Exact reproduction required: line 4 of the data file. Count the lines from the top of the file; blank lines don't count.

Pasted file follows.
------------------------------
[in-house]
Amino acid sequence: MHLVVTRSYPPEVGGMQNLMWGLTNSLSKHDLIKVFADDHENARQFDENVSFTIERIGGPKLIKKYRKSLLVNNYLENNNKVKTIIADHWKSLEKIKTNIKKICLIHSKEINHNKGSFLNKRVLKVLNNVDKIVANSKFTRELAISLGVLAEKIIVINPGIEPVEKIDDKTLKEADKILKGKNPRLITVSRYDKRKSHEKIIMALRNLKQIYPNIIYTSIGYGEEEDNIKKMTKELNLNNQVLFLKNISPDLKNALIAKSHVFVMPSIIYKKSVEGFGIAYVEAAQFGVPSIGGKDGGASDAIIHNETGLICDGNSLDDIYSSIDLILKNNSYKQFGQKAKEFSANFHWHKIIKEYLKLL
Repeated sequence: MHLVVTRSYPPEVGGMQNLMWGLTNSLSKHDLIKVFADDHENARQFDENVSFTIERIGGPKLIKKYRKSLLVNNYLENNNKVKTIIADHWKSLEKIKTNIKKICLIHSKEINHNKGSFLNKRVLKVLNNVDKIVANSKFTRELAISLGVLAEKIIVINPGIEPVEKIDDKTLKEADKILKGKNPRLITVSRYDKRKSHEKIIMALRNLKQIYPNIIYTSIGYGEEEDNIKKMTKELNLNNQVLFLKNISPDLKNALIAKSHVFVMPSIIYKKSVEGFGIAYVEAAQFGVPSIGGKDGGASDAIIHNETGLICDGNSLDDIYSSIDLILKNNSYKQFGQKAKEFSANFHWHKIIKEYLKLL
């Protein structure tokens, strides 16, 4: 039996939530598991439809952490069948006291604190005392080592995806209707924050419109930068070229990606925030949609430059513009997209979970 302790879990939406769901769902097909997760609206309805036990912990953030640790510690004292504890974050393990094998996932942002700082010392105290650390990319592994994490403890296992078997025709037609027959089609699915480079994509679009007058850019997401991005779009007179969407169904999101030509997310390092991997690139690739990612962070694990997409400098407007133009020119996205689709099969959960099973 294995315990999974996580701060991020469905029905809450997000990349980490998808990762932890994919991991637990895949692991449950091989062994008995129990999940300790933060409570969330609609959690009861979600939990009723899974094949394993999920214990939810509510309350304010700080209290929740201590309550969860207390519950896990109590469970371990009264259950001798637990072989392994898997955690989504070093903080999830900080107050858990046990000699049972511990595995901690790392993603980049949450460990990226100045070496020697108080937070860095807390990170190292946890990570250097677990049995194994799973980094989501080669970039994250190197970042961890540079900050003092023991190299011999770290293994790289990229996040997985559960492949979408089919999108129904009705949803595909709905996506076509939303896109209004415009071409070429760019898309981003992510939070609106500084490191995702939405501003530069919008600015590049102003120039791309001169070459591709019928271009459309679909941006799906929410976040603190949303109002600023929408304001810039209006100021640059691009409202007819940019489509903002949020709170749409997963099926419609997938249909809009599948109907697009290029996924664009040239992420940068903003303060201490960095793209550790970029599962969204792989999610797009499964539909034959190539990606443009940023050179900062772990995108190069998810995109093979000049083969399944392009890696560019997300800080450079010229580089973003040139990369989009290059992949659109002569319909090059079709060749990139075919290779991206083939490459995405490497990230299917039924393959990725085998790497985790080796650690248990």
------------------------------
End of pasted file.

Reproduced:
């Protein structure tokens, strides 16, 4: 039996939530598991439809952490069948006291604190005392080592995806209707924050419109930068070229990606925030949609430059513009997209979970 302790879990939406769901769902097909997760609206309805036990912990953030640790510690004292504890974050393990094998996932942002700082010392105290650390990319592994994490403890296992078997025709037609027959089609699915480079994509679009007058850019997401991005779009007179969407169904999101030509997310390092991997690139690739990612962070694990997409400098407007133009020119996205689709099969959960099973 294995315990999974996580701060991020469905029905809450997000990349980490998808990762932890994919991991637990895949692991449950091989062994008995129990999940300790933060409570969330609609959690009861979600939990009723899974094949394993999920214990939810509510309350304010700080209290929740201590309550969860207390519950896990109590469970371990009264259950001798637990072989392994898997955690989504070093903080999830900080107050858990046990000699049972511990595995901690790392993603980049949450460990990226100045070496020697108080937070860095807390990170190292946890990570250097677990049995194994799973980094989501080669970039994250190197970042961890540079900050003092023991190299011999770290293994790289990229996040997985559960492949979408089919999108129904009705949803595909709905996506076509939303896109209004415009071409070429760019898309981003992510939070609106500084490191995702939405501003530069919008600015590049102003120039791309001169070459591709019928271009459309679909941006799906929410976040603190949303109002600023929408304001810039209006100021640059691009409202007819940019489509903002949020709170749409997963099926419609997938249909809009599948109907697009290029996924664009040239992420940068903003303060201490960095793209550790970029599962969204792989999610797009499964539909034959190539990606443009940023050179900062772990995108190069998810995109093979000049083969399944392009890696560019997300800080450079010229580089973003040139990369989009290059992949659109002569319909090059079709060749990139075919290779991206083939490459995405490497990230299917039924393959990725085998790497985790080796650690248990």